Test Catalog

Test ID: SHIGC    
Shigella Culture, Feces

Useful For Suggests clinical disorders or settings where the test may be helpful

Determining whether Shigella species may be the cause of diarrhea


Reflexive testing for Shigella species from nucleic acid amplification test-positive stool


This test is generally not useful for patients hospitalized more than 3 days because the yield from specimens from these patients is very low, as is the likelihood of identifying a pathogen that has not been detected previously.

Testing Algorithm Delineates situations when tests are added to the initial order. This includes reflex and additional tests.

When this test is ordered, the reflex tests may be performed and charged separately.


See Laboratory Testing for Infectious Causes of Diarrhea in Special Instructions.

Clinical Information Discusses physiology, pathophysiology, and general clinical aspects, as they relate to a laboratory test

Diarrhea may be caused by a number of agents, including bacteria, viruses, parasites, and chemicals; these agents may result in similar symptoms. A thorough patient history covering symptoms, severity and duration of illness, age, travel history, food consumption, history of recent antibiotic use, and illnesses in the family or other contacts will help the healthcare provider determine the appropriate testing to be performed.


Shigella species are common causative agents of bacterial diarrheal disease worldwide. The infectious dose is low; Shigella transmission can occur via contaminated food and water or from direct person-to-person contact.

Reference Values Describes reference intervals and additional information for interpretation of test results. May include intervals based on age and sex when appropriate. Intervals are Mayo-derived, unless otherwise designated. If an interpretive report is provided, the reference value field will state this.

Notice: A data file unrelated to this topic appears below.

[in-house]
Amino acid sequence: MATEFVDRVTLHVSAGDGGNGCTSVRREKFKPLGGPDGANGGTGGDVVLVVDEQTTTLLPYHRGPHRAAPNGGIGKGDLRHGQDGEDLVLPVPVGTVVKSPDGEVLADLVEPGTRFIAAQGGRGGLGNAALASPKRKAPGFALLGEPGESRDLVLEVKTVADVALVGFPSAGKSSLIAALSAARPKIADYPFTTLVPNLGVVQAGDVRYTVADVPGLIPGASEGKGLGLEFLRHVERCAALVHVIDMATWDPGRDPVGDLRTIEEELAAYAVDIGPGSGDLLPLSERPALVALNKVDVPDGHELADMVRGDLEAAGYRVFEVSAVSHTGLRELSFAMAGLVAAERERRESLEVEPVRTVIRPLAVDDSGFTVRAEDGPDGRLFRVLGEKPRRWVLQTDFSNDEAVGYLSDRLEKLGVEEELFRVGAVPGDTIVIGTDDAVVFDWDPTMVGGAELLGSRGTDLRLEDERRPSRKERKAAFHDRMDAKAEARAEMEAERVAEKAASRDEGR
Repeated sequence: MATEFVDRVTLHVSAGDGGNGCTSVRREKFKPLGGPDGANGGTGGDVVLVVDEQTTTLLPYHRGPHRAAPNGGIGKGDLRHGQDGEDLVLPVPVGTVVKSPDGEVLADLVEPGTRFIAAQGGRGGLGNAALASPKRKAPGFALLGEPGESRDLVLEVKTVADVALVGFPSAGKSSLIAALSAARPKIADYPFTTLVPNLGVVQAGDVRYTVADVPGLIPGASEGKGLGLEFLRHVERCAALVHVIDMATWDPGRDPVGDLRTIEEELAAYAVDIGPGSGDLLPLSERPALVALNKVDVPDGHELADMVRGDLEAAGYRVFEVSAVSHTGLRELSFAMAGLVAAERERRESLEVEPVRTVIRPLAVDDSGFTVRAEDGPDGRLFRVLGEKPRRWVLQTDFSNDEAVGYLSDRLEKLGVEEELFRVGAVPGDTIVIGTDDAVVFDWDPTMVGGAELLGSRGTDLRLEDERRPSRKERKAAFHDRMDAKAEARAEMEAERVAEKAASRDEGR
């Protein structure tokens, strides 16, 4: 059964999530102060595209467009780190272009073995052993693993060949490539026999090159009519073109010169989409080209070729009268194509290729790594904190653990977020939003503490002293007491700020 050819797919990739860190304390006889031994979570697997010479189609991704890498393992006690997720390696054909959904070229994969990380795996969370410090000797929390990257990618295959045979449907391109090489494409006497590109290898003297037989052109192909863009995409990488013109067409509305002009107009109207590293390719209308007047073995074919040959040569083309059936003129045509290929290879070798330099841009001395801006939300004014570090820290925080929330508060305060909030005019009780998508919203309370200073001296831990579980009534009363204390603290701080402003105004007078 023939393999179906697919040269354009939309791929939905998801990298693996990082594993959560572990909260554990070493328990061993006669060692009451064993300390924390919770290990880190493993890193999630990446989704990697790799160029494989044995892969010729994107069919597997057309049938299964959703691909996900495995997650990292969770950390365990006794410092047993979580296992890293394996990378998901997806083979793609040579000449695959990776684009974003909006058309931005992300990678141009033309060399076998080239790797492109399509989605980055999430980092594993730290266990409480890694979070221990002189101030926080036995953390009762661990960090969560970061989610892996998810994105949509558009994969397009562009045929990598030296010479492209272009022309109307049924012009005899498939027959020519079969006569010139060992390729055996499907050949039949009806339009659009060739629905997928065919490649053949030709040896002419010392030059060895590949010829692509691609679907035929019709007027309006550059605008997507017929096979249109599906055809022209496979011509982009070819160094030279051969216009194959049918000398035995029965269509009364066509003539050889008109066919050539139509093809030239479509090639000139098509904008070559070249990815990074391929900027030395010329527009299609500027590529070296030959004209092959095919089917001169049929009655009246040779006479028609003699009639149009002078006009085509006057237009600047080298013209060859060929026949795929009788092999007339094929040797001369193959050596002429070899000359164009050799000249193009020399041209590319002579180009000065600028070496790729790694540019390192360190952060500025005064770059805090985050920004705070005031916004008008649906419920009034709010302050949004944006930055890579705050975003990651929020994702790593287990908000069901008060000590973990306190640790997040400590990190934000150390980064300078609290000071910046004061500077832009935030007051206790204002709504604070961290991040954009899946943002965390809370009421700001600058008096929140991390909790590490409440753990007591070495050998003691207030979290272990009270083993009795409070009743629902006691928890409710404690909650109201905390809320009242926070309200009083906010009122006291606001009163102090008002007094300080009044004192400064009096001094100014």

No growth of pathogen

Interpretation Provides information to assist in interpretation of the test results

The growth of Shigella species identifies a potential cause of diarrhea.

Cautions Discusses conditions that may cause diagnostic confusion, including improper specimen collection and handling, inappropriate test selection, and interfering substances

The yield of Shigella species is reduced when specimens are delayed in transit to the laboratory (>2 hours from collection for unpreserved specimens).


Check local public health requirements, which may require submission of isolates to a public health laboratory.

Clinical Reference Recommendations for in-depth reading of a clinical nature

1. Pillai DR: Fecal culture for Campylobacter and related organisms. In Clinical Microbiology Procedures Handbook, Fourth edition. Washington, DC, ASM Press, 2016, Section 3.8.2

2. DuPont HL: Persistent diarrhea: A clinical review. JAMA 2016;315(24):2712-2723 doi:10.1001/jama.2016.7833

3. DuPont HL, Levine MM, Hornick RB, Formal SB: Inoculum size in shigellosis and implications for expected mode of transmission. J Infect Dis 1989;159:1126

4. Maurelli AT, Lampel KA: Shigella. In Foodborne Disease Handbook. Edited by YH Hui, JR Gorham, KD Murrell, DO Cliver, Marcel Dekker, New York 1994, pp 321

5. CDC Health Alert Network. CDC Recommendations for diagnosing and managing Shigella Strains with possible reduced susceptibility to ciprofloxacin. April 18, 2017. Accessed March 23, 2019 Available at https://emergency.cdc.gov/han/han00401.asp

Special Instructions Library of PDFs including pertinent information and forms related to the test